Indigenous health

Sep 18, 2013

“Why aren’t you all caring for country?” Professor Kerry Arabena

Melissa Sweet — Health journalist and <a href=Croakey co-ordinator" class="author__portrait">

Melissa Sweet

Health journalist and Croakey co-ordinator

Leading Indigenous academic Professor Kerry Arabena warned she was going to be provocative in her keynote presentation at this week’s Public Health Association of Australia (PHAA) conference. 

In many ways, she turned the discussion on its head, calling for a “shift from problem-solving to hope-building infrastructure”, particularly in remote Indigenous communities, and for debates around urban design to contemplate the land outside cities.

“Why is care for country just a concern for Aboriginal and Torres Strait Islanders and regeneration farmers?” Professor Arabena asked. “Why aren’t you all caring for country?”

One of the aims of the conference was to broaden the concept of social determinants of health to include psychological and emotional as well as social and physical determinants.

Conference participants repeatedly heard that many of these issues are meeting on the edges of Australian cities, in suburbs where people are increasingly stranded – physically and psychologically – and in the divide between cities and country.


Planning for better health

Marie McInerney reports:

The Cullacabardee Aboriginal community is 21 kilometres north of the Perth CBD, with a transient population of about 60-70. Few of its residents have cars or drivers’ licences, many are old and struggle to walk much of a distance. The nearest shop or bus stop is six kilometres away.

“They pay for taxis before they can pay for food,” said Asta Flugge from the WA Department of Health, which was asked by the community to help them deal with issues of healthy eating, including access and availability of food – on the outskirts of one of the world’s richest cities.

The Moorditj Lifestyles healthy food program was one of a series of presentations at the PHAA conference that illustrated the health concerns associated with living in Australia’s urban fringes.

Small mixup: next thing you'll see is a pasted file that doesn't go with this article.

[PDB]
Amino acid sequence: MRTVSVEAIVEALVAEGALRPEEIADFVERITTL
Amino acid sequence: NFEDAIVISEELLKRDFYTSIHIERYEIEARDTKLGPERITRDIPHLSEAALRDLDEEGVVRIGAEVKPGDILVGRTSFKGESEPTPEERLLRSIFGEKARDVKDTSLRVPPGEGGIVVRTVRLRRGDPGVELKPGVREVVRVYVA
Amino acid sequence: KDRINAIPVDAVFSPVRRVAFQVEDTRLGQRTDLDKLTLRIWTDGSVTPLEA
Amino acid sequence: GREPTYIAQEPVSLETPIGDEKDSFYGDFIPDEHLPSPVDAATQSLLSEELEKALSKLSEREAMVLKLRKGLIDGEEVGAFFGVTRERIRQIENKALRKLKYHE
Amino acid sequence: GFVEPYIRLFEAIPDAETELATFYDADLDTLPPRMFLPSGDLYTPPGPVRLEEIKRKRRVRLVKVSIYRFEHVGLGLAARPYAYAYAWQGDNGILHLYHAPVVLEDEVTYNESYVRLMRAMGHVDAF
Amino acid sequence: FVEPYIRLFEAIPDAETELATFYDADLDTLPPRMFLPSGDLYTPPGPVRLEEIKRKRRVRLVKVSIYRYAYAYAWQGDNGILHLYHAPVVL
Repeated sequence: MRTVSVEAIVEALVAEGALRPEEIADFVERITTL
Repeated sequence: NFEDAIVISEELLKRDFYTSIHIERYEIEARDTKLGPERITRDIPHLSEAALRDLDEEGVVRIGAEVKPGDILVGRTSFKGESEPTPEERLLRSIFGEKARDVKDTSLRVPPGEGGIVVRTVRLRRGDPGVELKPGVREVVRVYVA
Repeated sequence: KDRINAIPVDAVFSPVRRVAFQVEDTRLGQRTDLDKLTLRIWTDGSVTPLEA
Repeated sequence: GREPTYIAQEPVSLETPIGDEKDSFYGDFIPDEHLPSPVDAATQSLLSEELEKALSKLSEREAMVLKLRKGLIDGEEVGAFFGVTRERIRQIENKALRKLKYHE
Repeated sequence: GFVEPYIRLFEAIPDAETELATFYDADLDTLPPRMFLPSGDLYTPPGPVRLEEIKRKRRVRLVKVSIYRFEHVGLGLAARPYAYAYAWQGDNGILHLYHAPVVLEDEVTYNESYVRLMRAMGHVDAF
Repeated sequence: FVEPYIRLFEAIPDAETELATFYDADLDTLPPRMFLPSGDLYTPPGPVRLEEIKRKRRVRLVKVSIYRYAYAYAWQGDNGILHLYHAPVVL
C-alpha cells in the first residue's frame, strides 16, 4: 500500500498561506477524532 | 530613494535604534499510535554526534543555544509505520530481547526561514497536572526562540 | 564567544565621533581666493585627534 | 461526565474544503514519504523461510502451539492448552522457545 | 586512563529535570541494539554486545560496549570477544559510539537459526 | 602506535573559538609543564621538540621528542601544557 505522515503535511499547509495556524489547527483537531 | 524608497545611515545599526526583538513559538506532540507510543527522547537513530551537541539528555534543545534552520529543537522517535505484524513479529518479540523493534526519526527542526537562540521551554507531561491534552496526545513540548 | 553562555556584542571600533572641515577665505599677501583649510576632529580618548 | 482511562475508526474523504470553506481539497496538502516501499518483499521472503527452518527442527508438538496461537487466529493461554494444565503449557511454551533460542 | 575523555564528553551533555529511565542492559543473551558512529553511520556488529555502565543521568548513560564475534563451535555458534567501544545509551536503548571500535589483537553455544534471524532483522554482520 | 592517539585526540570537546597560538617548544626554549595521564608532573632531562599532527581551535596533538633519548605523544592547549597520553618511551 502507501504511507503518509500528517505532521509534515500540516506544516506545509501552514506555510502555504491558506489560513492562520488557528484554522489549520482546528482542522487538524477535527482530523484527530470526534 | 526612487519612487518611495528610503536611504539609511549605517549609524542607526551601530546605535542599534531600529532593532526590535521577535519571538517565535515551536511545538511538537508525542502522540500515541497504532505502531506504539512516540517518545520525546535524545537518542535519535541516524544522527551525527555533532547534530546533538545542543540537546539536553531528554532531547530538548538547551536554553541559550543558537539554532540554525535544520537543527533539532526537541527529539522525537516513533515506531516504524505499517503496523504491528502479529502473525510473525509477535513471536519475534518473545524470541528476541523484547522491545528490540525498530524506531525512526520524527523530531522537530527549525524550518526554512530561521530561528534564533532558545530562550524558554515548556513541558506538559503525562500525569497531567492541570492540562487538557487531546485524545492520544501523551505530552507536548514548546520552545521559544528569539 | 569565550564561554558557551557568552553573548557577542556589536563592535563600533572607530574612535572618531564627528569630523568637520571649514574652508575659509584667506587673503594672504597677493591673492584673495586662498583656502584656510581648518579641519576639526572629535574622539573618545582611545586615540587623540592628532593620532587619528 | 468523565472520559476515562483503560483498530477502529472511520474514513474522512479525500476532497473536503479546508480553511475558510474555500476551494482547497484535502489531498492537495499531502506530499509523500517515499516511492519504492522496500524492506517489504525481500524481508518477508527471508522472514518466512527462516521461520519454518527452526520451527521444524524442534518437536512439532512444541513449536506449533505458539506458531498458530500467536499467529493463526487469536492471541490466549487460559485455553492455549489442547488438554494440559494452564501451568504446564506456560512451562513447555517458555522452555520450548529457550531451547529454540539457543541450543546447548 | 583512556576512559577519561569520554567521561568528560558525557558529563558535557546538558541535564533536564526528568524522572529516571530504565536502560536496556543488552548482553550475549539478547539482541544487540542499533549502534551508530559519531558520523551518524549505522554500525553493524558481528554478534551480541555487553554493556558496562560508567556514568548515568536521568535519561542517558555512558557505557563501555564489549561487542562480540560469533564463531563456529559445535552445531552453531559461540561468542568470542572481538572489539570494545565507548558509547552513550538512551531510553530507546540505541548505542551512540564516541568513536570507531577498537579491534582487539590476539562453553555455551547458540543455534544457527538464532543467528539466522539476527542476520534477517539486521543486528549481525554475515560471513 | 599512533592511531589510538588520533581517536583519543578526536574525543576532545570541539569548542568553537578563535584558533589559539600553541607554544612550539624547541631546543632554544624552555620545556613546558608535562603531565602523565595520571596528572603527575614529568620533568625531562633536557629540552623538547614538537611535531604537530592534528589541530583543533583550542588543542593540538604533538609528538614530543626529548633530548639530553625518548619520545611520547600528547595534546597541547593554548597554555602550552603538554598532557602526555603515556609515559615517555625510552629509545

The program has been deemed a success, particularly in the way it connected with the community, as this feedback demonstrated (Click on image for details):

But, the organisers noted, there’s still no public transport serving this community.

In a keynote on tackling the physical and psychological determinants of health, Sharon Friel, Professor of Health Equity at the Australian National University, said good physical structures and social conditions of ‘place’ can contribute to individual and community empowerment that is fundamental to health equity and an enjoyable life.

“It is impossible to think about the physical environment and social conditions (and increasingly changing environmental conditions) separately, as they interact to improve or worsen health inequities,” she said.

“For example, poorly planned cities and their suburbs and inefficient public transit and road systems can result in long and expensive commutes for low-income workers that fray family and community ties, reduce the opportunity for social gatherings and for leisure and recreation, create conditions that make crime and violence – and the accompanying fear – more likely, or reduce access to basic amenities and services.”